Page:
Investment Banking Valuation methods
Investment banks perform two basic, critical functions for the global marketplace. First, investment banks act as intermediaries between those entities that demand capital (e.g. corporations) and those that supply it (e.g. investors). This is mainly facilitated through debt and equity offerings by companies. Second, investment banks advise corporations on mergers & acquisitions (M&A), restructurings, and other major corporate actions. The majority of investment banks perform these two functions, although there are boutique investment banks that specialize in only one of the two areas (usually advisory services for corporate actions like M&A).
In providing these services, an investment bank must determine the value of a company. How does an investment bank determine what a company is worth? In this guide you will find a detailed overview of the valuation techniques used by investment bankers to facilitate these services that they provide.
In this chapter we will cover two primary topic areas:
- How do bankers determine how much a company is worth—in other words, what valuation techniques are typically used?
- What are the advantages and disadvantages of each valuation technique, and when should which technique be used?
Valuation Techniques: Overview
While there are many different possible techniques to arrive at the value of a company—a lot of which are company, industry, or situation-specific—there is a relatively small subset of generally accepted valuation techniques that come into play quite frequently, in many different scenarios. We will describe these methods in greater detail later in this training course:
- Comparable Company Analysis (Public Comps): Evaluating other, similar companies’ current valuation metrics, determined by market prices, and applying them to the company being valued.
- Discounted Cash Flow Analysis (DCF): Valuing a company by projecting its future cash flows and then using the Net Present Value (NPV) method to value the firm.
- Precedent Transaction Analysis (M&A Comps): Looking at historical prices for completed M&A transactions involving similar companies to get a range of valuation multiples. This analysis attempts to arrive at a “control premium” paid by an acquirer to have control of the business.
- Leverage Buyout/“Ability to Pay” Analysis (LBO): Valuing a company by assuming the acquisition of the company via a leveraged buyout, which uses a significant amount of borrowed funds to fund the purchase, and assuming a required rate of return for the purchasing entity.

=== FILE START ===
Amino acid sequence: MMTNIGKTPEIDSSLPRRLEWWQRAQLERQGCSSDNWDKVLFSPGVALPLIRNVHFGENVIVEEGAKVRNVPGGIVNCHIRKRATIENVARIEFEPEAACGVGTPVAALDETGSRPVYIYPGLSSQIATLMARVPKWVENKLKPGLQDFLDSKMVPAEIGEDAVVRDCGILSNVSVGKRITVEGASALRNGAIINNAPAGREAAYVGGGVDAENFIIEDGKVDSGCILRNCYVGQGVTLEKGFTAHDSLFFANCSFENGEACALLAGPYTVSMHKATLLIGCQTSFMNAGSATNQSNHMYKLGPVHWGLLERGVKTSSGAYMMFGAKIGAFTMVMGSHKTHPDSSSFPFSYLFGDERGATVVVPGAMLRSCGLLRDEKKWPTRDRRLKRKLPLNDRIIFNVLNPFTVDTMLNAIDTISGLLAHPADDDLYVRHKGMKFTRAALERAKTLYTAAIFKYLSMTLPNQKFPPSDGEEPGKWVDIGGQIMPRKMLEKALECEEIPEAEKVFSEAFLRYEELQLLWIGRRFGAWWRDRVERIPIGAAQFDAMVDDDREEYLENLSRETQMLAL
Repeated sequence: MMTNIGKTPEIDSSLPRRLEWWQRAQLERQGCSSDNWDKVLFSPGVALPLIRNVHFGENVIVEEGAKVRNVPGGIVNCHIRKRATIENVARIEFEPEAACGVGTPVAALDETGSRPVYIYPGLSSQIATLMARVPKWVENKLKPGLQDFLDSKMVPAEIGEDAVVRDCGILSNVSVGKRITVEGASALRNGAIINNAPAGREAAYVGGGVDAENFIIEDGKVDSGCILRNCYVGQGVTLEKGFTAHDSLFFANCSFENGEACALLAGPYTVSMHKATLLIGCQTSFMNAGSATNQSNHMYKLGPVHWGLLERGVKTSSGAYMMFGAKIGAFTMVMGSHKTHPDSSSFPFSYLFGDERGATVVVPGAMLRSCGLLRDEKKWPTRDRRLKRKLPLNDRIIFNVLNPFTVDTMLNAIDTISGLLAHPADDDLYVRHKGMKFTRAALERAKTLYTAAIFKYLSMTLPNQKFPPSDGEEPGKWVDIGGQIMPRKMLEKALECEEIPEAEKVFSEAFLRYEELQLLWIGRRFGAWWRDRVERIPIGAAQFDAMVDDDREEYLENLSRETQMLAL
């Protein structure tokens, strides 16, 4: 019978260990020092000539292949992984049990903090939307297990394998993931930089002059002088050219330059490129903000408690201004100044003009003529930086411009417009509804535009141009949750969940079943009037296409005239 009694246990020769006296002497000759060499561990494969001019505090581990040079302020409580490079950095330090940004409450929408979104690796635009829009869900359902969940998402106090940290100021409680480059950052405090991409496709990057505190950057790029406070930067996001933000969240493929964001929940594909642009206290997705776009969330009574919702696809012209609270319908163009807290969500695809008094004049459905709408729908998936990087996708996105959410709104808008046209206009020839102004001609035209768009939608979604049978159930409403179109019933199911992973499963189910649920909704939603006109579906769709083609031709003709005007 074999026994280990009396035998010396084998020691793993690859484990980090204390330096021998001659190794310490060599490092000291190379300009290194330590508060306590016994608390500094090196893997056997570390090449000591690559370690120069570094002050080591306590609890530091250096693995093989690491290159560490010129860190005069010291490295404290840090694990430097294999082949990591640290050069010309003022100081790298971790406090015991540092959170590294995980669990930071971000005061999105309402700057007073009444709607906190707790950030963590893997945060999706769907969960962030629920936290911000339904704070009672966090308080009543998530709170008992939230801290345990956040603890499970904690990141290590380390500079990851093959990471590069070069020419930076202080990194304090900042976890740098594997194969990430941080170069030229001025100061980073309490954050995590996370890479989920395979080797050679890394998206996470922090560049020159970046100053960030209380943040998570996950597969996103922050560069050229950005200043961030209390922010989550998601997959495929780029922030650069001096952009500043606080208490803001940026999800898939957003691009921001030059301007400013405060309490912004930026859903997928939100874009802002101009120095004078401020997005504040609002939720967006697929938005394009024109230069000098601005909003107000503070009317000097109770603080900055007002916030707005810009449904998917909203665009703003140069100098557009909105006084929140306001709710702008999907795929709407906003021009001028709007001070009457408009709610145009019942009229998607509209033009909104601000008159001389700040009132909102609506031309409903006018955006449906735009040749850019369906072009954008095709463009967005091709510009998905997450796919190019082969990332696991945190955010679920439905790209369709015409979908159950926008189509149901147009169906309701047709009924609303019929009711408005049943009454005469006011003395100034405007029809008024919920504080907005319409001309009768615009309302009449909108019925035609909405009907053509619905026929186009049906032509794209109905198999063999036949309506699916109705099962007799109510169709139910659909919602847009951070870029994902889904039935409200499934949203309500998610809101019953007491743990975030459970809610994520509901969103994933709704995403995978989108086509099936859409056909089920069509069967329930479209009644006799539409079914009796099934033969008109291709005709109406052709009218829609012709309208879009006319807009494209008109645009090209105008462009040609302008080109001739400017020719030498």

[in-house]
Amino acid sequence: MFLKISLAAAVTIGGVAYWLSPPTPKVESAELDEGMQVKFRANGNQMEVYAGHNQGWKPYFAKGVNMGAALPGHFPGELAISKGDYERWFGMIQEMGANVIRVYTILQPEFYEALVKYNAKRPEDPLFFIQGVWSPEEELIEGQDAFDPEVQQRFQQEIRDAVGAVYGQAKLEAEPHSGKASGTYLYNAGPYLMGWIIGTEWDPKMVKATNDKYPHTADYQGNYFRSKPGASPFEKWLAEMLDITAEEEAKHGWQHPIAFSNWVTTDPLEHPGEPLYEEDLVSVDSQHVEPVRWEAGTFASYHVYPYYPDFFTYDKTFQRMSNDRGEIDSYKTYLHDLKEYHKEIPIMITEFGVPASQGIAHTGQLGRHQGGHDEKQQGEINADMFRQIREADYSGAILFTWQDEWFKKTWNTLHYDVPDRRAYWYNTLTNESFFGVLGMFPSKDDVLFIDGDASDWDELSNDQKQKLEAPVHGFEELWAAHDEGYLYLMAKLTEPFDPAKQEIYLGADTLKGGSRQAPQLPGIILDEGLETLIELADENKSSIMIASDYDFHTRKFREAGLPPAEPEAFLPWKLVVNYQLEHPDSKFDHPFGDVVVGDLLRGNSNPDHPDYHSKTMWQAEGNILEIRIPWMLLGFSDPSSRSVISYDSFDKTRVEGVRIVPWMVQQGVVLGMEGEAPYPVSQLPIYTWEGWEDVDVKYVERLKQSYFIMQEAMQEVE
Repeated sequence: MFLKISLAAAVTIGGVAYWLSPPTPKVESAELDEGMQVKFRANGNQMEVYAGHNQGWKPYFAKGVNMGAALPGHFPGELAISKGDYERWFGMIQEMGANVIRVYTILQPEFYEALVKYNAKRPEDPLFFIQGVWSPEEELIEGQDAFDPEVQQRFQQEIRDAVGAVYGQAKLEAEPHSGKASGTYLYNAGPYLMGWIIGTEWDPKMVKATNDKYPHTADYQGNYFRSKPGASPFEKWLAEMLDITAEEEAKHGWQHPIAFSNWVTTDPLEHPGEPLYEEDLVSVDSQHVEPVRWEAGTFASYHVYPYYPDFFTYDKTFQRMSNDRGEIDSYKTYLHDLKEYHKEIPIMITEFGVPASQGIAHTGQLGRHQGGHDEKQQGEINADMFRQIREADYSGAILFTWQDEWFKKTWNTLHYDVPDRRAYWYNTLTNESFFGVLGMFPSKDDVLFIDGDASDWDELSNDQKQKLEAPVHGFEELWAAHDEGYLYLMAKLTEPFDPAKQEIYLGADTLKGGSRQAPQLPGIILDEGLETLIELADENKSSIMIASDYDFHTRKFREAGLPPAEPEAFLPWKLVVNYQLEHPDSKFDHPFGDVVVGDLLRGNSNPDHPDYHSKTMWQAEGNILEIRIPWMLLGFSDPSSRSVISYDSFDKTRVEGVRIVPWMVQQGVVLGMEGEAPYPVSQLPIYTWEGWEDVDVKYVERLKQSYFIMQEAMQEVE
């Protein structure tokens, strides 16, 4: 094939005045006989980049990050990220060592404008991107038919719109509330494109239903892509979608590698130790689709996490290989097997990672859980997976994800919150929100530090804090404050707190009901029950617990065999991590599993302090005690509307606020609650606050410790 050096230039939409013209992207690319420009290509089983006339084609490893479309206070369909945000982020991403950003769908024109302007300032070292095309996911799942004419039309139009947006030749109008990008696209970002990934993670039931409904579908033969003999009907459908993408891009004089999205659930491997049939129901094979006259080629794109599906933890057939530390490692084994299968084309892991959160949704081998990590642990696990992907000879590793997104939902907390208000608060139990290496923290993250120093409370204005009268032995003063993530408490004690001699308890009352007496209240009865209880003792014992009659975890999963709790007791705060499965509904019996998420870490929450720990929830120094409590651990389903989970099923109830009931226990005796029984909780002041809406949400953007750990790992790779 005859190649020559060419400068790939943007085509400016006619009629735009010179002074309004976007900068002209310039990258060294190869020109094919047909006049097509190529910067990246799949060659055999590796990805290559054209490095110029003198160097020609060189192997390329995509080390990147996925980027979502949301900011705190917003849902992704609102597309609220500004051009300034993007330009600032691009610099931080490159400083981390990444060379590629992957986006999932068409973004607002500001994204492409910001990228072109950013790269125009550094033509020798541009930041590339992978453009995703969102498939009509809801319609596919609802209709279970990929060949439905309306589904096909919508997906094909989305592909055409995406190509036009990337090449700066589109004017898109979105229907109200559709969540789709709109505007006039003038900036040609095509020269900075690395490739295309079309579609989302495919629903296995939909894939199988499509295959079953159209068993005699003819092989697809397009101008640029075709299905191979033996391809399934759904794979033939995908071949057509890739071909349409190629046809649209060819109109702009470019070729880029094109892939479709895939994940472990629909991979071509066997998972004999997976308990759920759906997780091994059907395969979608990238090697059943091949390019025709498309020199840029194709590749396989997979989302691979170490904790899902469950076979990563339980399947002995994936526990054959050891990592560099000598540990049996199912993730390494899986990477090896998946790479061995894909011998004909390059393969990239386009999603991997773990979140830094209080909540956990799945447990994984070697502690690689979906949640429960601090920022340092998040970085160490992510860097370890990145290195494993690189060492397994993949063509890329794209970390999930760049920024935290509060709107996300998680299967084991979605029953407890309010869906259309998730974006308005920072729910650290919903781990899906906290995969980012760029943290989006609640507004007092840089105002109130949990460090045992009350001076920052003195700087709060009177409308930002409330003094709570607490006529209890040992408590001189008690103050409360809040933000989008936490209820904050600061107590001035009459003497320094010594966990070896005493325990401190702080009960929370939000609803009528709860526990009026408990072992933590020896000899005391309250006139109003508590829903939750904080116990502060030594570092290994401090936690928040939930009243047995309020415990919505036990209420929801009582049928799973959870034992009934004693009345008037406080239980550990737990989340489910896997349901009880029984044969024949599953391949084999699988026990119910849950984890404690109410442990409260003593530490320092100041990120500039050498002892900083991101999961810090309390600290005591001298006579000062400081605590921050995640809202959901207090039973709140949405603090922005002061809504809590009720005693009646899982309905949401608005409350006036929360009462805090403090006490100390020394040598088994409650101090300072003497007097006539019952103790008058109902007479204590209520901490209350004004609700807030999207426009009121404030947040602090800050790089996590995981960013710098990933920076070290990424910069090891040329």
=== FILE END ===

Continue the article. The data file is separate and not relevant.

These valuation techniques are easily the most commonly used, other than in valuations for specific, niche industries such as oil & gas or metal mining (and even in those industries, the aforementioned valuation techniques frequently come into play). Different parts of the investment bank will use these core techniques for different needs in different circumstances. Frequently, however, more than one technique will be used in a given situation to provide different valuation estimates, with the concept being to triangulate a company’s value by looking at it from multiple angels.
For example, M&A bankers are typically most interested in Transaction and Comparables valuation for acquisition and divestiture. Equity Capital Markets (ECM) bankers underwrite company shares in the public equity markets in advance of an initial public offering (IPO) or secondary offering, and thus rely heavily on Comparables valuation. Financial sponsors and leveraged finance groups will almost always value a company based upon leveraged buyout (LBO) transaction assumptions, but will also look at others. Also, in many cases, all of these groups will employ some degree of DCF valuation analysis. These different divisions of an investment bank may come up with similar valuation ranges using some subset of the techniques given, but will approach this process often with entirely different goals in mind.
Thus all of these techniques are used routinely by investment banks, and for a banking analyst, at least some degree of familiarity with all of these techniques must be achieved in order for that analyst to be considered proficient at his or her job.
When To Use Each Valuation Technique
All of the valuation techniques listed earlier should be practiced by a junior banker, but some may be more applicable than others, given the group, the client, and the exact situation.
Comparable Company Analysis
The Comparable Company valuation technique is generally the easiest to perform. It requires that the comparable companies have publicly traded securities, so that the value of the comparable companies can be estimated properly. We will detail the calculation process for Comparable Company analysis later in this guide.
The analysis is best used when a minority (small, or non-controlling) stake in a company is being acquired or a new issuance of equity is being considered (this also does not cause a change in control). In these cases there is no control premium, i.e., there is no value accrued by a change in control, wherein a new entity ends up owning all (or at least the majority) of the voting interests in the business, which allows the owner to control the company cleanly. With no change of control occurring, Comparable Company analysis is usually the most relied-upon technique.
Discounted Cash Flow Analysis (DCF)
A DCF valuation attempts to get at the value of a company in the most direct manner possible: a company’s worth is equal to the current value of the cash it will generate in the future, and DCF is a framework for attempting to calculate exactly that. In this respect, DCF is the most theoretically correct of all of the valuation methods because it is the most precise.